Noelle Bailey

Overall Score:56.6 World Rank:118

Brazil Quick Facts/United States

  • Population: 198.3 Million /316.4 Million
  • GDP: $2.4 Trillion /16.8 Trillion
  • GDP Growth: 2.3% /1.9%
  • GDP Per Capita: $12,221 /$53,101
  • Unemployment: 6.6% /7.5%
  • Inflation: 6.2% /1.5%
  • Foreign Direct Investment: $64.0 Billion /$187.5 Billion

7 Major Sources of Economic Progress

Legal System

Freedom from corruption is repressed. Property freedom is between the lines of mostly unfree and repressed. 85% of Brazilians disapprove of president Rousseff's policies on corruption and crime.

Competitive Markets

Low on-farm production costs have helped to make Brazil a competitive exporter of soybeans, grains and meats despite challenges, such as bad transportation, high interest rates, currency appreciation, etc. Brazilian exports are likely to grow more slowly in the current environment. The financial sector is diversified and competitive, but the state's role remains significant.

Limits on Government Regulation

Labor Freedom in Brazil is mostly unfree. Business freedom has been moderately free, up until around 2005 where it went back down to mostly unfree to borderline repressed. The non-salary cost of employing a worker adds to the cost of doing business, and labor regulations remain stringent. Inflation has been increasing since 2011, and the government has imposed price controls and subsidies. Progress in reforming the regulatory framework has been uneven.

An Efficient Capital Market

Investment freedom in Brazil has remained on the line of mostly unfree/repressed. State-owned banks control over a quarter of assets and direct loans to certain preferred sectors. The government has worked to improve customs procedures, but non-tariff barriers deter imports of goods and services.

Monetary Stability

Monetary freedom today is mostly/moderately free. Brazil’s economic freedom score is 56.6. Brazil experienced declines in half of the 10 economic freedoms including investment freedom, the management of government spending, and monetary freedom. Improvements in financial freedom and freedom from corruption have been largely offset by deteriorations in the area of regulatory efficiency, including business freedom and labor freedom.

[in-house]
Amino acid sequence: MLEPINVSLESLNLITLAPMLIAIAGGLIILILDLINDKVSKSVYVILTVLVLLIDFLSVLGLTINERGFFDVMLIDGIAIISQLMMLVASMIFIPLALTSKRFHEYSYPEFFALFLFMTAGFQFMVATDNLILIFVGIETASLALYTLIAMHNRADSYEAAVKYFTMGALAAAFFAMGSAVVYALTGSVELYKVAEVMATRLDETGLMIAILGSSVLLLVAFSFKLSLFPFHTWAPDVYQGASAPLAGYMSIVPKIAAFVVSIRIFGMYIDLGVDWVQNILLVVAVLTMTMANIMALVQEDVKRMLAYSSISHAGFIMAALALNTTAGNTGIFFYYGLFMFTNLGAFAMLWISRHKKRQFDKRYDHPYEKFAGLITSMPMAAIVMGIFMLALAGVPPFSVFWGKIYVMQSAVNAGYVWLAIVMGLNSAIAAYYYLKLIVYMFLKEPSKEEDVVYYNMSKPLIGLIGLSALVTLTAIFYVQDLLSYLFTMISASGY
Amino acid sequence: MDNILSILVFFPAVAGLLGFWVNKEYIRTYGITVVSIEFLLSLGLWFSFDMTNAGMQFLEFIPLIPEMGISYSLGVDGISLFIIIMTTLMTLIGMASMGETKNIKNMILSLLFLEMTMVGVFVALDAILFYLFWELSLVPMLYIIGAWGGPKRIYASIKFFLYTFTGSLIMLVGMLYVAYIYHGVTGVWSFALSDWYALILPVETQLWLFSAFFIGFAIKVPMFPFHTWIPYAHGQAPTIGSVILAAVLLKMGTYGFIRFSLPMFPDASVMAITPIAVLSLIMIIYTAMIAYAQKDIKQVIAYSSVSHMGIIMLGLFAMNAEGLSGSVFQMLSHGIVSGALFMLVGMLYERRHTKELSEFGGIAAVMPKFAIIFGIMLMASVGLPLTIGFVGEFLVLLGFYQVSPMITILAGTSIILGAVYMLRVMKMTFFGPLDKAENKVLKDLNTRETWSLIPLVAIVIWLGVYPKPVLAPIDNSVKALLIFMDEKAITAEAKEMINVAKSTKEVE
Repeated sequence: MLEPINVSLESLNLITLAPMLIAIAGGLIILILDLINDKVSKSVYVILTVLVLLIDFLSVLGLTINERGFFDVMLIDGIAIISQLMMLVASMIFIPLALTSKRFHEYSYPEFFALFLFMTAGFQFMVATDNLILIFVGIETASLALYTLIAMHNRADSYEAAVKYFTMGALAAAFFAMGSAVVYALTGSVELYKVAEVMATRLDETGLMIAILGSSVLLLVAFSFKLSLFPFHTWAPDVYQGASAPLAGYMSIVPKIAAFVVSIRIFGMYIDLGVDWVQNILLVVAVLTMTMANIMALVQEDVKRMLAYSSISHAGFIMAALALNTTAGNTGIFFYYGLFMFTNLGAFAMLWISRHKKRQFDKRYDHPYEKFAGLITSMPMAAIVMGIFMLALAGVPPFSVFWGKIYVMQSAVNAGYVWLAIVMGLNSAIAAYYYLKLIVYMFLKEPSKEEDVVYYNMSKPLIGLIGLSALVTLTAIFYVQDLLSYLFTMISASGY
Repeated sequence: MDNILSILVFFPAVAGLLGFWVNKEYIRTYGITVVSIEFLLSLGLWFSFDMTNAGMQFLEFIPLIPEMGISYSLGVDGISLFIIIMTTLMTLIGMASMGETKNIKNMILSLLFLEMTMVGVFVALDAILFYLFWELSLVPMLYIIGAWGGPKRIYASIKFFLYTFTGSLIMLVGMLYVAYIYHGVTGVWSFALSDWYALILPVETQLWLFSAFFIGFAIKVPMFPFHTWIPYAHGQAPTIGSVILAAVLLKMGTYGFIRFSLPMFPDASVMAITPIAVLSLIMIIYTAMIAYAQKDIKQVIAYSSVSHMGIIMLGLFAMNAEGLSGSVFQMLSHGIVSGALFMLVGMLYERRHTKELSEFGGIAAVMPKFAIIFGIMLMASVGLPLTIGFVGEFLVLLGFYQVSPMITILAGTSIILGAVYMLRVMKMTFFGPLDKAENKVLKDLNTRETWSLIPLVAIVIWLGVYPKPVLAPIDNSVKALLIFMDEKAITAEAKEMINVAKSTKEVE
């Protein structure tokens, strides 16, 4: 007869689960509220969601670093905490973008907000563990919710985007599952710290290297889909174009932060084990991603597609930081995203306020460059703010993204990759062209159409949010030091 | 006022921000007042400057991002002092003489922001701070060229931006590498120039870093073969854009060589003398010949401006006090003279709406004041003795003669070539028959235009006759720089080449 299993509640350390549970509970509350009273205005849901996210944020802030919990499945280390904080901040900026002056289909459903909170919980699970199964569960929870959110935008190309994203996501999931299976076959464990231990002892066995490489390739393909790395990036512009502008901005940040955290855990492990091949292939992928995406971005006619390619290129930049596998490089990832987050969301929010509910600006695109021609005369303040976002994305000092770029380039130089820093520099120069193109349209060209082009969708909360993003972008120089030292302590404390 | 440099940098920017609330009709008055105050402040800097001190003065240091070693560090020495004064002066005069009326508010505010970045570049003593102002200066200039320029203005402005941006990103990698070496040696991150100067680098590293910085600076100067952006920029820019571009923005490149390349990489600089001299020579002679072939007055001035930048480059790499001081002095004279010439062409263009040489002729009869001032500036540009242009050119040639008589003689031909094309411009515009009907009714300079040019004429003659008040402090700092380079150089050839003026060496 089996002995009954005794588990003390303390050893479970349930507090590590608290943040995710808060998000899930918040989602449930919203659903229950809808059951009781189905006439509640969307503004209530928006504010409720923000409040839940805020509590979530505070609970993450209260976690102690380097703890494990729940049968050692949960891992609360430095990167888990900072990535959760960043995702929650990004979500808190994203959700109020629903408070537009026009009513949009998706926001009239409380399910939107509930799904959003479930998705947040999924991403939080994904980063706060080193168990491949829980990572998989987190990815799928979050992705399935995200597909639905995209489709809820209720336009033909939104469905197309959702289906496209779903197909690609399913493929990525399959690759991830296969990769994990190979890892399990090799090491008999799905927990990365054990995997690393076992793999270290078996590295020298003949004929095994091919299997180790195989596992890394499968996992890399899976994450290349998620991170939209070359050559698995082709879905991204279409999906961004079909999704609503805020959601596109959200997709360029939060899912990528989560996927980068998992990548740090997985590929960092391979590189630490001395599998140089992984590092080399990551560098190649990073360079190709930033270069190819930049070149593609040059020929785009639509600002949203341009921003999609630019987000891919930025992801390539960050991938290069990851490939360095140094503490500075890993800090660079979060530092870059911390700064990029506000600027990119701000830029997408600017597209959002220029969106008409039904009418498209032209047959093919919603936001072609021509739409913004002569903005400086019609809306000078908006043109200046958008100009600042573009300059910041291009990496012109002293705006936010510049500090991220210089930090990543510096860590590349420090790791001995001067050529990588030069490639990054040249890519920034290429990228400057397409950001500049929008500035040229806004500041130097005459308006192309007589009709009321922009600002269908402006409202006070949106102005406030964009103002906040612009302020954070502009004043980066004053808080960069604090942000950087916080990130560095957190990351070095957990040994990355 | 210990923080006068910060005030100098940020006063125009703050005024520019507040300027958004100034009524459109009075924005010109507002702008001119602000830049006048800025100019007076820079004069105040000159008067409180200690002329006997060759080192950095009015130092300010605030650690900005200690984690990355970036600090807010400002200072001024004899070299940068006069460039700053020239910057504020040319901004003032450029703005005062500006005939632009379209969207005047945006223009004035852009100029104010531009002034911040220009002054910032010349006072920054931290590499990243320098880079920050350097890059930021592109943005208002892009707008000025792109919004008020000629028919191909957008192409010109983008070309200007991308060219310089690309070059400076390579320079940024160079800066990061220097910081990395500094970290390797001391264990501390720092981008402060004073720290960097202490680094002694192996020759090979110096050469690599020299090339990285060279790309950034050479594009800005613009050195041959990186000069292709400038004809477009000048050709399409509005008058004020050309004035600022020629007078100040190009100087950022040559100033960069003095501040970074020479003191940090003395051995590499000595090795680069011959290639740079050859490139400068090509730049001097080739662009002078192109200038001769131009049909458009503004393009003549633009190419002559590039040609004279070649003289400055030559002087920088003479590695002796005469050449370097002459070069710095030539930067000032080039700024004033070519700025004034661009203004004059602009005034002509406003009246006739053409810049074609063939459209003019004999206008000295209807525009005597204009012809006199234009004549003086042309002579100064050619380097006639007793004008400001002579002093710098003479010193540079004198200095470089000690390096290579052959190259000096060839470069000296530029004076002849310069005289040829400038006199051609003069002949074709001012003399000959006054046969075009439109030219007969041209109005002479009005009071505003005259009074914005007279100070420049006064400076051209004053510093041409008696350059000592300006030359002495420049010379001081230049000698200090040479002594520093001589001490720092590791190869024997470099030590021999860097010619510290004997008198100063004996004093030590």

Low Tax Rates

Fiscal freedom is moderately free while government spending is mostly unfree. The top individual income tax rate is 27.5 percent. The top corporate tax rate of 34 percent includes a 15 percent corporate tax, a corporate surtax, and a 9 percent social contributions tax on net profits. The tax burden is equivalent to 35.3 percent of domestic income. Public spending equals 40.4 percent of GDP, and public debt amounts to 66 percent of the economy.

Free Trade

Trade freedom in Brazil is moderately free. Brazil’s average tariff rate is 7.7 percent. Foreign investment in aviation, insurance, and other sectors is limited. The financial sector is diversified and competitive, but the state’s role remains significant. Trade freedom has remained about the same(moderately free) for the past 5 years.
Is Brazil escaping the economic crisis?
IMF says Brazil should recover from the economic crisis faster than its neighbors. 242,000 jobs created. Their unemployment rate has stabilized at 8%. Brazil made trade relations with China to recover better. They are recovering well.

Brazil Facts

  • The largest country in South America.

  • The only Portuguese speaking country in the Americas.

  • Brazil is one of the world's leading producers of hydroelectric power.

  • The fifth largest country in the world.